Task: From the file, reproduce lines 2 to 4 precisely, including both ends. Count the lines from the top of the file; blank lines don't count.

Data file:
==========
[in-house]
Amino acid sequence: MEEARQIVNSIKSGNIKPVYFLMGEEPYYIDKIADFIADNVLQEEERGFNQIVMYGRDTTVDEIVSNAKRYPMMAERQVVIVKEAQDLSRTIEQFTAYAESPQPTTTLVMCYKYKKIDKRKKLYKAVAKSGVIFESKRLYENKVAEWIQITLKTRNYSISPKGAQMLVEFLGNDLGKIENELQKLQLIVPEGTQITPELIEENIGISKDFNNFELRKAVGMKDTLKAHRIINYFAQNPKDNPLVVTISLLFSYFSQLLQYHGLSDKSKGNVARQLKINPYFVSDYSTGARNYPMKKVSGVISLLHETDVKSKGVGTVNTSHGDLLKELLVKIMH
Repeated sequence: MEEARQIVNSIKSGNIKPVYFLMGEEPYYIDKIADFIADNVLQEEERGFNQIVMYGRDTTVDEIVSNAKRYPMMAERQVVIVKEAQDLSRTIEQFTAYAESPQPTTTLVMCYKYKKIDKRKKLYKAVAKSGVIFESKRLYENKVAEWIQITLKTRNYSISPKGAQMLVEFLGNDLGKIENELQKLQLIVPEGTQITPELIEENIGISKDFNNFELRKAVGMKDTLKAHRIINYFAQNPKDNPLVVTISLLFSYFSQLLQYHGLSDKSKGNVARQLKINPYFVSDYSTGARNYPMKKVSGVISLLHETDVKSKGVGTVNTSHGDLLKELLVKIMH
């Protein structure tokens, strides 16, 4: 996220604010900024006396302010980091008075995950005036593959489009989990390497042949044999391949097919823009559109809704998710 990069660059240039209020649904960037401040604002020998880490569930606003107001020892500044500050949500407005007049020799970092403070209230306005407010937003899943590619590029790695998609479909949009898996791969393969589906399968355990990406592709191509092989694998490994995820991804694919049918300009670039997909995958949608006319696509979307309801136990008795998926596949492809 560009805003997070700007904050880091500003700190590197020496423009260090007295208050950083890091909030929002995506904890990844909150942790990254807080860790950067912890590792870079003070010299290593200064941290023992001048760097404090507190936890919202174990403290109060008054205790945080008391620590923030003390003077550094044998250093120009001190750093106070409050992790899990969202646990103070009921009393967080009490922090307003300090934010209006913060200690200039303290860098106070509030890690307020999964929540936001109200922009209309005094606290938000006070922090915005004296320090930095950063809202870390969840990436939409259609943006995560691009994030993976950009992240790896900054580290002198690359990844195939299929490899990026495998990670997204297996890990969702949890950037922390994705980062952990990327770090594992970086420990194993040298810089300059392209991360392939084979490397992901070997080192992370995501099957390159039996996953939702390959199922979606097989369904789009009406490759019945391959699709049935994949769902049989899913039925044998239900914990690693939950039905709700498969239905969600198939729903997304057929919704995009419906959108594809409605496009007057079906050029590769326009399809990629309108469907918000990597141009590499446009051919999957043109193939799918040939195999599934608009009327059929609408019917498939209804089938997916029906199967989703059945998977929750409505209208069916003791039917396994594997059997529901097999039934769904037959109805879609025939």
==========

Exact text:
Amino acid sequence: MEEARQIVNSIKSGNIKPVYFLMGEEPYYIDKIADFIADNVLQEEERGFNQIVMYGRDTTVDEIVSNAKRYPMMAERQVVIVKEAQDLSRTIEQFTAYAESPQPTTTLVMCYKYKKIDKRKKLYKAVAKSGVIFESKRLYENKVAEWIQITLKTRNYSISPKGAQMLVEFLGNDLGKIENELQKLQLIVPEGTQITPELIEENIGISKDFNNFELRKAVGMKDTLKAHRIINYFAQNPKDNPLVVTISLLFSYFSQLLQYHGLSDKSKGNVARQLKINPYFVSDYSTGARNYPMKKVSGVISLLHETDVKSKGVGTVNTSHGDLLKELLVKIMH
Repeated sequence: MEEARQIVNSIKSGNIKPVYFLMGEEPYYIDKIADFIADNVLQEEERGFNQIVMYGRDTTVDEIVSNAKRYPMMAERQVVIVKEAQDLSRTIEQFTAYAESPQPTTTLVMCYKYKKIDKRKKLYKAVAKSGVIFESKRLYENKVAEWIQITLKTRNYSISPKGAQMLVEFLGNDLGKIENELQKLQLIVPEGTQITPELIEENIGISKDFNNFELRKAVGMKDTLKAHRIINYFAQNPKDNPLVVTISLLFSYFSQLLQYHGLSDKSKGNVARQLKINPYFVSDYSTGARNYPMKKVSGVISLLHETDVKSKGVGTVNTSHGDLLKELLVKIMH
């Protein structure tokens, strides 16, 4: 996220604010900024006396302010980091008075995950005036593959489009989990390497042949044999391949097919823009559109809704998710 990069660059240039209020649904960037401040604002020998880490569930606003107001020892500044500050949500407005007049020799970092403070209230306005407010937003899943590619590029790695998609479909949009898996791969393969589906399968355990990406592709191509092989694998490994995820991804694919049918300009670039997909995958949608006319696509979307309801136990008795998926596949492809 560009805003997070700007904050880091500003700190590197020496423009260090007295208050950083890091909030929002995506904890990844909150942790990254807080860790950067912890590792870079003070010299290593200064941290023992001048760097404090507190936890919202174990403290109060008054205790945080008391620590923030003390003077550094044998250093120009001190750093106070409050992790899990969202646990103070009921009393967080009490922090307003300090934010209006913060200690200039303290860098106070509030890690307020999964929540936001109200922009209309005094606290938000006070922090915005004296320090930095950063809202870390969840990436939409259609943006995560691009994030993976950009992240790896900054580290002198690359990844195939299929490899990026495998990670997204297996890990969702949890950037922390994705980062952990990327770090594992970086420990194993040298810089300059392209991360392939084979490397992901070997080192992370995501099957390159039996996953939702390959199922979606097989369904789009009406490759019945391959699709049935994949769902049989899913039925044998239900914990690693939950039905709700498969239905969600198939729903997304057929919704995009419906959108594809409605496009007057079906050029590769326009399809990629309108469907918000990597141009590499446009051919999957043109193939799918040939195999599934608009009327059929609408019917498939209804089938997916029906199967989703059945998977929750409505209208069916003791039917396994594997059997529901097999039934769904037959109805879609025939």